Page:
I have to confess that one of my favourite parts of wargaming is all the stuff that goes on in preparation for putting the troops on the table. I love the research and the organising of the forces, to try and achieve an army which balances playability with historical accuracy. One of the things about Perfect Captain's rule sets, is that they are designed with a very specific historical period in mind, so you don't really need to worry about creating an army which will gain you every possible advantage under the rules, and you don't need to worry about coming up against the dreaded 'rules lawyer', who knows every minute detail of the rule set, but nothing about what happened in real life, you just put something resembling the real thing together and you will have a force which has the potential to win battles... depending, of course, on the skill of the general commanding!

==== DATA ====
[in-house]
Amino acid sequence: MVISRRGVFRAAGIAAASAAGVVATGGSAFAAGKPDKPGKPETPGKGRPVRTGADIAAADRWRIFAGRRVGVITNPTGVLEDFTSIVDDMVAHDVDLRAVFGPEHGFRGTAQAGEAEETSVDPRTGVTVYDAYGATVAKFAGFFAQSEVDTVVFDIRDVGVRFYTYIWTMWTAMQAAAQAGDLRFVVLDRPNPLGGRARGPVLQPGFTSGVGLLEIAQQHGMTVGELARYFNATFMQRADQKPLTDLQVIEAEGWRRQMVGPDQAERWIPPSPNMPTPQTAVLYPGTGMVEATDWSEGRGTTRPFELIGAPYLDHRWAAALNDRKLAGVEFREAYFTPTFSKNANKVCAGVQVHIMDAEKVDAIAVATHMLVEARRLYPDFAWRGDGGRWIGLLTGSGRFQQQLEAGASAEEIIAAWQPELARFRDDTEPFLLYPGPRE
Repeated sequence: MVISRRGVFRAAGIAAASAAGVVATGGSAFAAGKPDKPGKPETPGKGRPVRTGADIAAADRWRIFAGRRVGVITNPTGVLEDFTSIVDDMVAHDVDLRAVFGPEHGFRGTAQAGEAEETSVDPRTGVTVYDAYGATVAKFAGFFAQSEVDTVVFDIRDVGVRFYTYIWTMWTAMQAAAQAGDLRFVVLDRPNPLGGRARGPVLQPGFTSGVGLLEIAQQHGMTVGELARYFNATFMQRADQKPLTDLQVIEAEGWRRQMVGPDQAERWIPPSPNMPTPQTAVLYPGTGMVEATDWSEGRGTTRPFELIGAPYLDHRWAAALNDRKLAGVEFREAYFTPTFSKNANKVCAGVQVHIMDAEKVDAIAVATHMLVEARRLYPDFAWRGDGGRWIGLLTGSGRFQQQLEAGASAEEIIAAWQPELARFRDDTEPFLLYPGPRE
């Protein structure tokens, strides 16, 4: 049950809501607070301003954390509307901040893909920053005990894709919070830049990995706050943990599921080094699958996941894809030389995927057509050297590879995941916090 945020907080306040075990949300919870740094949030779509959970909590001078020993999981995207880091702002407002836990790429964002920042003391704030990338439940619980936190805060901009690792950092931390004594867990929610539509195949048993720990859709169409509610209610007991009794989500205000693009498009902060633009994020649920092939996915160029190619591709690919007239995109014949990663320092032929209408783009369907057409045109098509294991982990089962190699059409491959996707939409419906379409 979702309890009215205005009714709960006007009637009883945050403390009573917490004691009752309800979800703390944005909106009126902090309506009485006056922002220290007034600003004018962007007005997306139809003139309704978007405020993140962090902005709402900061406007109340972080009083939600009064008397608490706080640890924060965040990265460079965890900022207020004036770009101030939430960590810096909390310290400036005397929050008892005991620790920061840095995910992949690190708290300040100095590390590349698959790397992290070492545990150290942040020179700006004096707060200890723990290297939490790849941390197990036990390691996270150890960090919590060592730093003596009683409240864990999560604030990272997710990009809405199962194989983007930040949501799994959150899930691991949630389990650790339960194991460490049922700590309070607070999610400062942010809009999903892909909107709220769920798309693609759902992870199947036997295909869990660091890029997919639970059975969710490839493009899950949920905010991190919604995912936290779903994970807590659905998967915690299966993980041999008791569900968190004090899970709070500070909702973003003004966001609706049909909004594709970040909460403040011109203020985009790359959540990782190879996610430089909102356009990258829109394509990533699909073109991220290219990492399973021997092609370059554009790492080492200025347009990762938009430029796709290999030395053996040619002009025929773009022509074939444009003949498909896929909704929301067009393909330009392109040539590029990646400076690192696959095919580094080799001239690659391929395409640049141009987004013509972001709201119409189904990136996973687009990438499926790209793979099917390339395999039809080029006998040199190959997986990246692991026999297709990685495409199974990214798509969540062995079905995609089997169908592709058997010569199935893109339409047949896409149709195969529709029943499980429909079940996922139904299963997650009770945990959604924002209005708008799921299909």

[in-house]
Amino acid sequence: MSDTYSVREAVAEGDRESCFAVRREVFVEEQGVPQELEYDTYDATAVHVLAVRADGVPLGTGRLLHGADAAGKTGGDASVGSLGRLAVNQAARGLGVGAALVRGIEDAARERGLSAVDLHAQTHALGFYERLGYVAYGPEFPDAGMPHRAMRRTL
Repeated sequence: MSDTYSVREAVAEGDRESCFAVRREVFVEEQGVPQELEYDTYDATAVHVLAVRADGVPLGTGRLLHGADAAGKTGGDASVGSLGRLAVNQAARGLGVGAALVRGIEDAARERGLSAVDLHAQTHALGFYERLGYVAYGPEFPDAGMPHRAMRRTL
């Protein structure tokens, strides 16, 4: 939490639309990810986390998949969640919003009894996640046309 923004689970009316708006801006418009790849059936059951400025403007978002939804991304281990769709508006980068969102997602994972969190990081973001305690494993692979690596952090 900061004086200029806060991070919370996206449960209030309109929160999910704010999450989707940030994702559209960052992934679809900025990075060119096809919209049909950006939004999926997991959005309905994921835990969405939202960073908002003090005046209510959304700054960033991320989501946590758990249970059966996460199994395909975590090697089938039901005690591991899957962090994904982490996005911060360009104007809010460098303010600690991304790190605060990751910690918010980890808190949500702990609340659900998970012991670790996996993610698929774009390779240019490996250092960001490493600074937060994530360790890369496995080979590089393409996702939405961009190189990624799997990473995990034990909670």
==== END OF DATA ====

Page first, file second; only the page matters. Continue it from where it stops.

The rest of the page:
Below are my 'Trees of Battle' for a Wars of the Roses Lancastrian army from 1471.  Originally, I was going to attempt to reproduce the army that fought at Tewkesbury, but that meant leaving out Henry Holland, one of my favourite Lancastrian nobles. I came up with the idea of just choosing any of the nobility who fought for the Lancastrian cause during 1471, but that threw up a further problem; no matter where I searched, I just couldn't find the names of anybody who fought alongside Henry Holland at Barnet. This is not entirely surprising, as the Duke of Exeter has a reputation for being a violent, brainless psychopath, so you probably wouldn't voluntarily nail your colours to his mast. A touch of inspiration solved the problem, when I had the idea of including Exeter in the Ward commanded by the young Prince Edward, son of Henry VI and Margaret of Anjou. Edward was 17 years old in 1471, and it is probable that not many experienced commanders would want to serve under him. Indeed, the most prominent noble to serve alongside the Prince was John, Lord Wenlock, who was only fighting on the Lancastrian side at Tewkwsbury because he was a long term adherent of the Earl of Warwick and, for some unexplained reason, he had failed to turn up for the Battle of Barnet some weeks earlier. So, there you have it, three 'Billy-No-Mates' put together to form a ward in my Lancastrian army.